on January 30, 2014
at 12:54 PM
Not losing weight? Consuming too many calories for how much effort you're expending day-to-day. I know paleo folks don't like to admit that (in fact, they're openly hostile to it), but that's the only thing that has support in the scientific literature. It's not about obsessing over calories, it's being knowledgable and in control. Ignorance is not the answer!
Unless you are tracking your intake, I would be surprised if you post more than a pound or two per month. Paleo can induce a caloric deficit without tracking, but it's going to be mild at best. Often folks will overeat on paleo, particularly when you start looking at fruit and nut intake, which are calorically dense. And you're less than 4 weeks into your diet… the most you realistically can expect to lose in that time is maybe 4 pounds. You give no personal biometrics or goals, so it's hard to evaluate what you're doing.
on January 30, 2014
at 11:21 AM
Along with @RonBurgundy above, you also might be running into issues of consuming too few calories. I ran the numbers for the food above in MyFitnessPal, and I took some liberties (eg., using the max portion sizes and using, for ex. with "10oz of baked chicken," I substituted half a rotisserie chicken not knowing if you ate just white meat, dark meat, or a mix.) and came out to a little over 1700 calories. Given that I went on the high end, you're probably consuming less than that, probably realistically in the 1500+ calories range. If you're working out significantly on top of that, you might be only netting in the neighbourhood of 1000 calories a day. Your body just might be trying to hold on to every energy store that it has given that you have an established history of dieting (which may or may not have included major calorie restriction). It's really, really easy to eat excessive calories when consuming crap food... but it can actually be a lot harder to eat enough calories when eating a super clean diet. What you're eating definitely falls into the category of healthy, but perhaps not enough. You might have to swap some options for more calorie dense versions, like out with the tuna and white fish and in with mackerel and other oily fishes, or maybe eating sirloin instead of fillet, etc. Just some thoughts...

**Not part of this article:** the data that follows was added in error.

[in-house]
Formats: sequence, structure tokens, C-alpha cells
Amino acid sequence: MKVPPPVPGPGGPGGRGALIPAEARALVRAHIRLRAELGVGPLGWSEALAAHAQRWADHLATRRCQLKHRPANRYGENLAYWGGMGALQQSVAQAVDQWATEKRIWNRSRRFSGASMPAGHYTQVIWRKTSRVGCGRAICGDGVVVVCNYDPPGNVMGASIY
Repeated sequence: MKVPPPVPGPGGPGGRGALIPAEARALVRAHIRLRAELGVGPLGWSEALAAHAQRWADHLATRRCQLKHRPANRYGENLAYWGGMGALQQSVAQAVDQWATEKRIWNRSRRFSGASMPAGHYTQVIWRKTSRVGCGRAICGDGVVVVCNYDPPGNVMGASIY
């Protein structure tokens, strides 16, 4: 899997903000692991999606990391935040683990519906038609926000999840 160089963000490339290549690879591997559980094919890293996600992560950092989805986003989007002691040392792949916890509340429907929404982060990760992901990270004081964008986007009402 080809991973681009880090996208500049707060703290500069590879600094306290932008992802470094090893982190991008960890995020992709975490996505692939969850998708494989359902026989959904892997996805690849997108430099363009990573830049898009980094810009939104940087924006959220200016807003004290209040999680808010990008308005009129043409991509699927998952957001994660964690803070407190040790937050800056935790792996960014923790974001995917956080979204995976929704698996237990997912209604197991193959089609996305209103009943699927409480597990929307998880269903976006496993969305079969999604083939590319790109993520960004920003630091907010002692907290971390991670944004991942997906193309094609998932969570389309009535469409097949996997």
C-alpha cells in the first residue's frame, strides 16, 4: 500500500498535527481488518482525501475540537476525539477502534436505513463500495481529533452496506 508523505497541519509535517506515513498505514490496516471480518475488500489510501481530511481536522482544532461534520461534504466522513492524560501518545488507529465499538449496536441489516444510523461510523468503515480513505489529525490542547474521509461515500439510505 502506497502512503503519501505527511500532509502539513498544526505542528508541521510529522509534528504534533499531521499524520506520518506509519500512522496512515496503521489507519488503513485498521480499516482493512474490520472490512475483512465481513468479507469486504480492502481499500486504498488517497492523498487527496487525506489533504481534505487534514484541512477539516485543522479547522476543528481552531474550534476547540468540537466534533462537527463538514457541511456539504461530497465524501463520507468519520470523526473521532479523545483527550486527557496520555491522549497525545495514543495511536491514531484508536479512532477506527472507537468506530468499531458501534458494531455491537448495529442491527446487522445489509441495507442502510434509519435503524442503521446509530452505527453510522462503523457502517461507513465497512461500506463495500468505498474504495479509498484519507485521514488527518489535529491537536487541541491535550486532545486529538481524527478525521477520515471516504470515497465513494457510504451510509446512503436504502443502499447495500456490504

Additionally, remember that you very well might be building some muscle given the frequency of your workouts and protein levels. We can't judge that here, but body composition changes don't necessarily make themselves evident overnight (or even in a 30 day period). I had a very, very difficult time sticking to my Paleo guns over the first month or two as I wasn't losing as much as I "thought" I should, nor did I "think" that I was changing all that much physically. It took others to notice what I couldn't, and photos speak volumes. Stick to it and give it some time. The worst thing that could happen is that JUST end up eating healthy foods and you end up nourishing and taking care of your body. Doing that, eventually everything will eventually fall into place... it just takes patience! That's actually the hard part. ;)
on January 30, 2014
at 07:37 AM
I wonder if the answer might be in the fact that you are a seasoned dieter. If your body is used to periods of essential "famine" as is commonplace with many diets, it may be reluctant to shed fat and in fact be desperately keen to hold on to the bounty it finds itself now enjoying. I'd see how things look at 3 months, then start tinkering with ratio's and ingredients. Also, it's worth baring in mind that you want the weight loss to be slow and sustainable, not the radical ups and downs of traditional yoyo dieting.
on January 29, 2014
at 09:44 PM
@Laura 48 I have undergone extensive hormone testing in the past 6 months and all of my levels have been pretty normal, with the exception of some slightly low progesterone levels.
@TheGastronomer thank you for your insight! I haven't thought that I was eating too much protein. I may try and dial back my servings and see if that helps.
@samc I have been keeping a journal documenting everything during this month. I feel like my food choices have been very consistent and congruent with Whole30/Paleo. I have thought I may be consuming too much food, but I do only eat when I am hungry, and only eat until I feel satiated not overly full. My caloric requirement to lose weight is between 1200-1600 calories a day. The one thing that I have enjoyed about this new lifestyle is NOT having to obsess over calories. Plus, I am not even sure how many calories are in my meals since they are all whole foods and don't necessarily come with nutrition labels. I have definitely done the calorie counting to obsessiveness and it honestly drives me insane and makes me a very irritated and unhappy person. Maybe you are correct about the exercise? I could try toning it down a bit.
on January 29, 2014
at 09:20 PM
Have you run your height/weight/age for caloric requirements to lose/maintain weight? Track your daily food intake for a week to see what you are consuming? Exercising and weight loss don't always work, yes I said that. I lost my first large amount of weight with barely any exercise other than a slow walk.